25 October 2009

Toothbrush injuries

The US Consumer Product Safety Commission estimates that 2,953 Americans were treated in 2007 for toothbrush-related injuries. The odds a person will visit an emergency department due to an accident involving a toothbrush in a year are 1 in 99,340, making a toothbrush slightly more dangerous on average than a garage door.

So, what injuries might a toothbrush cause? It is an object designed for safety, after all. Today’s designs have reinforced handles to prevent snaps or breaks at stress points, and the long-traditional boar-hair bristles have largely been replaced by nylon filament, which breeds significantly less bacteria.

Still, toothbrushes—typically by dint of slips and falls—can cut gums or cheeks (from pokes), puncture palates or pharynges (from falling or passing out with a toothbrush in one’s mouth), and break teeth.
More details at the Book of Odds, via the New Shelton wet/dry.

Image credit Duncan Wright, via Wikimedia commons, with this notation: "Albatross bolus - undigested matter from the diet such as squid beaks and fish scales. This bolus from a Hawaiian albatross (either a Black-footed Albatross or a Laysan Albatross) has several injested flotsam items, including monofilament from fishing nets and a discarded toothbrush. Injestion of plastic flotsam is an increasing hazard for albatrosses."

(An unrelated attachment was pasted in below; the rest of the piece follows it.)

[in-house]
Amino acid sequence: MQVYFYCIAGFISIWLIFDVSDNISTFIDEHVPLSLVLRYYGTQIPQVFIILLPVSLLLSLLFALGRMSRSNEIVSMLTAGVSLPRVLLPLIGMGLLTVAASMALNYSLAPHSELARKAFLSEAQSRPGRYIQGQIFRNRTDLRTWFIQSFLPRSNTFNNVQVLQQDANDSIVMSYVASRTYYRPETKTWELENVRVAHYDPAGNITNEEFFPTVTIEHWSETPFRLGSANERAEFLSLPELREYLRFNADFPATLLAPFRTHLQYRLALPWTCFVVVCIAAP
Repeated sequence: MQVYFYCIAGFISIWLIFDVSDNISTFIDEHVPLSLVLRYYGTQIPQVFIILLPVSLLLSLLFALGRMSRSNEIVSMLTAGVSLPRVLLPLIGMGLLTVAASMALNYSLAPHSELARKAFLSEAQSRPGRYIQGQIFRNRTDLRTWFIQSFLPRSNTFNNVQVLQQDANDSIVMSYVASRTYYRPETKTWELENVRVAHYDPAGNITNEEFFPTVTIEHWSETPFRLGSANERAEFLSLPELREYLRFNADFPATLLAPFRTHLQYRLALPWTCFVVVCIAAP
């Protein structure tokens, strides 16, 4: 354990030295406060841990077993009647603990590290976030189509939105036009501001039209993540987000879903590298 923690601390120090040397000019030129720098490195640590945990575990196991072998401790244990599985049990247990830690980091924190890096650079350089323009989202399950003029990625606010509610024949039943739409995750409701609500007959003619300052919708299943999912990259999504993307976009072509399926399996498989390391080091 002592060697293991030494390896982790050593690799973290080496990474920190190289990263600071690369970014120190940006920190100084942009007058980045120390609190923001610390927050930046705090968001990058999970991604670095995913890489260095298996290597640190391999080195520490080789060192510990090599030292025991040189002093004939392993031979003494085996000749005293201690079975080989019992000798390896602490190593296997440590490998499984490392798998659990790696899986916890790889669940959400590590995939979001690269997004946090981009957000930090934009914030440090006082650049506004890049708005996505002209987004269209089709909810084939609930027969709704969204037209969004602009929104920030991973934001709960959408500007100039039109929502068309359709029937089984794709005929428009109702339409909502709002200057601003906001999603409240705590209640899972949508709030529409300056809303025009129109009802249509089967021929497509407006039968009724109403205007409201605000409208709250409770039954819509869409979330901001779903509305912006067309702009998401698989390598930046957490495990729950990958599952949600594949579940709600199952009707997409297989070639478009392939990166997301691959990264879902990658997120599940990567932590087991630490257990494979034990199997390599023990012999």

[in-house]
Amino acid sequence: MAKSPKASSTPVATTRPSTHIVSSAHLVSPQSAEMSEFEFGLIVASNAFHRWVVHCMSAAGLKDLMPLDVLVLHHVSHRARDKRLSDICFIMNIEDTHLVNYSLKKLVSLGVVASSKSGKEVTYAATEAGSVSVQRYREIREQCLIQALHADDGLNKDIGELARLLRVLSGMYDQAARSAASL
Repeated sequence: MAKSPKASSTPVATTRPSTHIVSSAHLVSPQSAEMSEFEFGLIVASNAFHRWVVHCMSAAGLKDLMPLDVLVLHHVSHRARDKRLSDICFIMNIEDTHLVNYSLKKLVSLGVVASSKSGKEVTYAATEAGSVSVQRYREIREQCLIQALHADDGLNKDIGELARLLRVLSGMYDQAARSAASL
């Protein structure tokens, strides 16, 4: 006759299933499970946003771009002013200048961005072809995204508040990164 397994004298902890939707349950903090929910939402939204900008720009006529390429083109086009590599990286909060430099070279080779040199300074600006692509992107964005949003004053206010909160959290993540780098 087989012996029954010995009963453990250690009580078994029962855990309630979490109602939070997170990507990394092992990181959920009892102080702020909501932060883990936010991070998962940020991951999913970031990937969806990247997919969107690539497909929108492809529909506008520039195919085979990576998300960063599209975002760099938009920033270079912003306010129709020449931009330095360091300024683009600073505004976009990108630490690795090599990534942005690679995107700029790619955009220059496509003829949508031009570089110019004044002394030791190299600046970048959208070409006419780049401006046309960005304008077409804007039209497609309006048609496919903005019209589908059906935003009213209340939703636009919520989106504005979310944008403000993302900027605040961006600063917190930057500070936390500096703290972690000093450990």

1. Bill Bryson has a really funny essay on this topic in his book, "I'm a Stranger Here Myself." He talks about how based on statistics you're more likely to get injured by a trampoline than a chainsaw. And clothing and paper money have thousands of reported injuries every year in the US.

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  4. My father is a gastroenterologist. One Easter he was called out of church to do an emergency gastroscopy. He had to remove a toothbrush from someone's stomach. The person had accidentally swallowed it! He was able to take it out just using the endoscope. The alternative would have been surgery so the patient was really relieved.

    The patient said he was brushing his back teeth vigorously and the brush slipped and he must have stuck it down his throat. The man said he was so surprised that the toothbrush was gone that he looked around the bathroom and on the floor before he finally concluded that he had swallowed it, I can't imagine.

    My father and the toothbrush swallowing man got to be in the local newspaper.

    (P.S. blogger needs to let us edit our comments, and I need to check them three times before I publish.)

  5. It was a good post, Richard. I think you meant to remove the duplicate and accidentally removed both.

    Can you repost - or want me to do so from my archived copy>



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